Extremely stealthy malware – Controlled by your emails

 In Business, Frontpage, Virus & Malware

A long list of government foreign offices are the most recent victims in a cleverly crafted backdoor, allowing malware to be controlled by PDFs sent via email to an infected machine to gain control of confidential government information.

What is the threat?

An advanced persistent threat group by the name of Turla, have crafted a malware that uses COM Object hacking to tamper the Windows Registry system, allowing itself to run in stealth every time Outlook is opened.

The malware constantly monitors all incoming & outgoing emails and crafts a log of activity and information into a crafted PDF which is then sent to the Turla operator.

According to ESET, the malware code suggests a basic version of the email backdoor was created in 2009, which originally could only dump email files, and has since been adapted to increase its level of stealth and capabilities.

How does it work?

As the malware scans emails for information to log, it also constantly scans attached PDFs for new commands sent by the operator.

Due to the nature of the malware, these specially crafted emails may never reach the users’ inbox as the malware will be commanded to delete the email upon receival, and are generally sent during business hours to maintain its level of stealth and mask unusual behaviours.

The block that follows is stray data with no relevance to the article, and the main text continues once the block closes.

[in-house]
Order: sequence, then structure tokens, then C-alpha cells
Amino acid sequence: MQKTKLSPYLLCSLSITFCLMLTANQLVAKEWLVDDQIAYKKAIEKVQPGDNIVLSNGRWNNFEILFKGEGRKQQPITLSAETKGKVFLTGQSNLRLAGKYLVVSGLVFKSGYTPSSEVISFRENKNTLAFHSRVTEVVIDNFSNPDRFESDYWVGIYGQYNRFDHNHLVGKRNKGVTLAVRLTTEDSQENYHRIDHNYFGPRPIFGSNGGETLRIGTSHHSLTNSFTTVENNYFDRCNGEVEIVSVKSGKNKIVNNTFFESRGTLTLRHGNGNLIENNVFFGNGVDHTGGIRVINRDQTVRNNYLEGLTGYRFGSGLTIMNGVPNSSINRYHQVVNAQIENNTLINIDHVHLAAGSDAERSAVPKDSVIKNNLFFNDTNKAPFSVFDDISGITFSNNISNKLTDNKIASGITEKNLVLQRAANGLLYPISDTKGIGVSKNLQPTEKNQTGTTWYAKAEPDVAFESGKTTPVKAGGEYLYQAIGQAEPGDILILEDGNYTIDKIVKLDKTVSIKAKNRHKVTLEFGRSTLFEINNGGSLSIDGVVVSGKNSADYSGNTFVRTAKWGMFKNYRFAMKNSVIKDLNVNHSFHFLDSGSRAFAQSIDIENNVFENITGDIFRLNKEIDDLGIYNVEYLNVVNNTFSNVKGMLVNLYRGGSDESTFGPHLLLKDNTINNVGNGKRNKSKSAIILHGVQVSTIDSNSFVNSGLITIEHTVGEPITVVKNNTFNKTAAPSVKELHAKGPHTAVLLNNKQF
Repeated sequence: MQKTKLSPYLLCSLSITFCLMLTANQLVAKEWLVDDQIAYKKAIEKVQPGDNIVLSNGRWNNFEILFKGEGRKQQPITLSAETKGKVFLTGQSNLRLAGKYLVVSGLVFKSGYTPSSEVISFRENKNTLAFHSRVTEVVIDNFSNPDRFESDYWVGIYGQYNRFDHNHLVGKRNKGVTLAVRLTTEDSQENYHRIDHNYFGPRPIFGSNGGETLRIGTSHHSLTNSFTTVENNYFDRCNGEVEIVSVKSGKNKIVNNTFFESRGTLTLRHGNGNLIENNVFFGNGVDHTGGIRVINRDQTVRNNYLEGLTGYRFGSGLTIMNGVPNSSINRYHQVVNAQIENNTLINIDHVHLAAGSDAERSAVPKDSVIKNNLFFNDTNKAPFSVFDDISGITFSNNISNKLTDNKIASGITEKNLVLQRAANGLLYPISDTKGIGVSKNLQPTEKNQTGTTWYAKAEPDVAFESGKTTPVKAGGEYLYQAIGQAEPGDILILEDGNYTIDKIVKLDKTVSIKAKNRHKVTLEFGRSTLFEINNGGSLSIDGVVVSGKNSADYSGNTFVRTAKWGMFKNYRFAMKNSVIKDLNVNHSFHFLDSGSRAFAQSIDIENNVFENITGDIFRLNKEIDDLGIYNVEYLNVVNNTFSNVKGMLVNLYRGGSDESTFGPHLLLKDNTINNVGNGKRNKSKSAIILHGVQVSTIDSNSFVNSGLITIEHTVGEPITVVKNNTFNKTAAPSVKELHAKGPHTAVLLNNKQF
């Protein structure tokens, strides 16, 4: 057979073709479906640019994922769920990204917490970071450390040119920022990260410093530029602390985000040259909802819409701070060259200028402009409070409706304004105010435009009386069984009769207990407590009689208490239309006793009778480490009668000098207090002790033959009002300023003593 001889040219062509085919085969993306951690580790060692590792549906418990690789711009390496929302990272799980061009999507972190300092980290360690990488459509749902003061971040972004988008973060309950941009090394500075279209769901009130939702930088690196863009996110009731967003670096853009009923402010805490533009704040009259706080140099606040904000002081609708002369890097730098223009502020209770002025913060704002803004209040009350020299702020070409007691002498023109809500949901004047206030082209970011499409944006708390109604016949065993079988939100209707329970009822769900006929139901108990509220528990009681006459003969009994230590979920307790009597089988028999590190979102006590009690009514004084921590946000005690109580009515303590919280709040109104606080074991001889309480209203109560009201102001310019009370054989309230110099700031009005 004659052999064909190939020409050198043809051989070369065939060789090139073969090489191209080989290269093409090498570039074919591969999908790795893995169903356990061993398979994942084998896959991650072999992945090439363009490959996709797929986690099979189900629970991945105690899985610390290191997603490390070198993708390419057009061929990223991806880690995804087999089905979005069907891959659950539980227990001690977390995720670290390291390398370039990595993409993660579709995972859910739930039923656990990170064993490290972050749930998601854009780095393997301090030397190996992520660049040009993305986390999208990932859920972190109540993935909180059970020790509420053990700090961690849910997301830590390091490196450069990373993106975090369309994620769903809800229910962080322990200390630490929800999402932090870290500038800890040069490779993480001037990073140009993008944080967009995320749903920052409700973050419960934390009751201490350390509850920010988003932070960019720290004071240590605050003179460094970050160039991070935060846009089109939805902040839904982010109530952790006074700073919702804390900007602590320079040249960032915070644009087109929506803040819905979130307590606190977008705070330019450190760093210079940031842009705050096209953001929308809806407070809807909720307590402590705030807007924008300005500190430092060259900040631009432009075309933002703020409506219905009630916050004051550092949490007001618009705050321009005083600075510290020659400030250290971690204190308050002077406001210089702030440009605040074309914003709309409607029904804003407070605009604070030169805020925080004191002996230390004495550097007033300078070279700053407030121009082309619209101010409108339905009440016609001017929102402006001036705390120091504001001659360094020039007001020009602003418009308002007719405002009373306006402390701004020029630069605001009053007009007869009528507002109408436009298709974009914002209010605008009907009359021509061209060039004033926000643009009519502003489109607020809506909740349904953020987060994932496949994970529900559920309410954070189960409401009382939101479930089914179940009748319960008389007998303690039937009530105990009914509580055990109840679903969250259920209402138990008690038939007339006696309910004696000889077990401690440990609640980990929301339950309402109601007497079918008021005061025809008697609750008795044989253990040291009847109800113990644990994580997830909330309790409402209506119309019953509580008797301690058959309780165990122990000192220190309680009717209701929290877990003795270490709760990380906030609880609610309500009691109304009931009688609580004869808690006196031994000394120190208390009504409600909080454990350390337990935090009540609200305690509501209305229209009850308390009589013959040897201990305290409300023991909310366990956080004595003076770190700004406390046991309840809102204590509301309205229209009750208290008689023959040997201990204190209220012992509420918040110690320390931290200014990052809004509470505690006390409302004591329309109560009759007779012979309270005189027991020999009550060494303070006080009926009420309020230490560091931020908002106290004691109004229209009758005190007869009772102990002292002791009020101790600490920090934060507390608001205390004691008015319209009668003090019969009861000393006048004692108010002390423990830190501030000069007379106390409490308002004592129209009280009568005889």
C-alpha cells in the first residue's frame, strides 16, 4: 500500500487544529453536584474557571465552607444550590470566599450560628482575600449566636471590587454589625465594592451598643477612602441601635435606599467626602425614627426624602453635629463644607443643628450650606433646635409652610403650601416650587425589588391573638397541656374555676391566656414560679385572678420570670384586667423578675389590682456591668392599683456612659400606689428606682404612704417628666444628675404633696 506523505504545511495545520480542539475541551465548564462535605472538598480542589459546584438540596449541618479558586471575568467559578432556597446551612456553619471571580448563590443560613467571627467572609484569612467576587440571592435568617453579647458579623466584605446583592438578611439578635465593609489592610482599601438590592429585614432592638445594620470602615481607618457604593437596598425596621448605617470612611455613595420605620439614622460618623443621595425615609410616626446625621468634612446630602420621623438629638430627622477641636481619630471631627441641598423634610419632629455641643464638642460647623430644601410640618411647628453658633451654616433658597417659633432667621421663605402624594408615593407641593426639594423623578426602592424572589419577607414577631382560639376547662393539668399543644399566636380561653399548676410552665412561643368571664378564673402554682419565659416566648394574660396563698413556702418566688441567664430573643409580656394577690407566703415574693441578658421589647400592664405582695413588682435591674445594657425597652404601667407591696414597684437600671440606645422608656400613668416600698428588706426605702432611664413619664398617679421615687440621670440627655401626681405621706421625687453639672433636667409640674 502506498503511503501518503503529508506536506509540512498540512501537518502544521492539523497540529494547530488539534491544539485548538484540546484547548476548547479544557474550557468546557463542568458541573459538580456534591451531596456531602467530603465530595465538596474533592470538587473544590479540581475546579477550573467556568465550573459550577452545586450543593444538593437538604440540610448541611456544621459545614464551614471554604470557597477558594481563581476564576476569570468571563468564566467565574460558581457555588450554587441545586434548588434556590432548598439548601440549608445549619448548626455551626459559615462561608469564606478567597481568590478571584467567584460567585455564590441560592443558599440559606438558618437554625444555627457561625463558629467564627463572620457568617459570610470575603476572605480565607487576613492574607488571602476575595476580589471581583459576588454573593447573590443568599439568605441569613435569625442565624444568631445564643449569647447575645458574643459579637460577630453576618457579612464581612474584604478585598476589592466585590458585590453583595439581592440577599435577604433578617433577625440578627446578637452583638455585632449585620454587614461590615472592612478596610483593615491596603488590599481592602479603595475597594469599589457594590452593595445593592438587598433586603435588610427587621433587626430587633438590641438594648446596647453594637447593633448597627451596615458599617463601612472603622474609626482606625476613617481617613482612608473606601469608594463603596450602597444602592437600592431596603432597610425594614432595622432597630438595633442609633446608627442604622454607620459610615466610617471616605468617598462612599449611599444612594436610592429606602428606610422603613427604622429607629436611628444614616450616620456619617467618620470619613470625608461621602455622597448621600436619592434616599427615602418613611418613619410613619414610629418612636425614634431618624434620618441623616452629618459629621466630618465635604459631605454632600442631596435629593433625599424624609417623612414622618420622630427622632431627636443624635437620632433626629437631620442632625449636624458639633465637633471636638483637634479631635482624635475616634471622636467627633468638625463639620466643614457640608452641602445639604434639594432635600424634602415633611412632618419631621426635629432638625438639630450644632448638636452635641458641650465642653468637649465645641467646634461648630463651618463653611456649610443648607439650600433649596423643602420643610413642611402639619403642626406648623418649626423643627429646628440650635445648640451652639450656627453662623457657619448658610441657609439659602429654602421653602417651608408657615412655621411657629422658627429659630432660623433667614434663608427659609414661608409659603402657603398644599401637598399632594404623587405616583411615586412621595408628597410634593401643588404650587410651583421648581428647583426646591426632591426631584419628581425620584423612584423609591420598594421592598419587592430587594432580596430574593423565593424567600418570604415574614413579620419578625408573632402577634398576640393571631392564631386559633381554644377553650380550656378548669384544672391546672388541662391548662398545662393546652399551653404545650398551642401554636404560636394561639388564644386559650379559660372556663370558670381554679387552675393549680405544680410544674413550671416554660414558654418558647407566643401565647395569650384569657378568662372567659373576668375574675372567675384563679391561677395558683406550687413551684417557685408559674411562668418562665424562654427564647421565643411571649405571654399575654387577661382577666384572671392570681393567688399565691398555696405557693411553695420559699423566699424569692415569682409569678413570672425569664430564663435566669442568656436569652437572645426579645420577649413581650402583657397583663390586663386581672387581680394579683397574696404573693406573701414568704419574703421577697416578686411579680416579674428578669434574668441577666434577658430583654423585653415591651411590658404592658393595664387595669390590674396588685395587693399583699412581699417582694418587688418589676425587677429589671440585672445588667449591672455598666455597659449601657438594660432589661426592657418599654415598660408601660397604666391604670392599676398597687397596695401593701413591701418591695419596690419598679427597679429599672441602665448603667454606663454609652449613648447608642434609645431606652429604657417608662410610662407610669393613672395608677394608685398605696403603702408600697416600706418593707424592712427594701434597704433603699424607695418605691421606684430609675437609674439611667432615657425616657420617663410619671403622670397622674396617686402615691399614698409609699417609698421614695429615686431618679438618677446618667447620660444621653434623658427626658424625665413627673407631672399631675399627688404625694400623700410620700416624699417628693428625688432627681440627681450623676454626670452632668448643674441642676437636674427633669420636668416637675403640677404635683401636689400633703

How is this different from other malware?

Usually, Malware is controlled using command and control servers, also referred to as C2.

The downfall for hackers using this method, is as soon as the C2 address is blocked the hacker loses control of the malware.

Whereas, with the PDF controlled variant, the operator is able to regain control by sending a specially crafted PDF with a new C2 address from any rogue email.

What is the current threat?

In its current stage, there is no direct threat to regular businesses, and individuals as Turla focus their efforts on government bodies and contractors to gain invaluable political information and operations.

Now the threat is publicly addressed, copycat malware is likely to be produced due to its level of stealth, and ability to regain control through coded PDF via an email; meaning businesses will need to carefully monitor email activity for unusual behaviours.

How can you protect yourself from the Threat?

The best level of protection is to take the necessary actions to prevent an infection in the first place.

  • Use virtual machines on PCs – allowing staff to boot a new uninfected image on each start-up.
  • Real-time protection to block an initial infection with active security software on devices, and across the network.
  • Maintaining software, system, security, and network updates to ensure your systems aren’t vulnerable to old backdoors.

As rogue emails use the enterprise exchange server, they do not have to worry about dealing with firewalls; meaning in its current stage to find an infected machine, all email activity needs to be monitored for unusual behaviour to identify a possible infection.

Contact us for a FREE 27-point network and cybersecurity risk assessment. One of our senior technicians will evaluate your network for potential vulnerabilities, providing you with a full report with recommendations if any risks & potential areas of improvement are found.

Recent Posts

Leave a Comment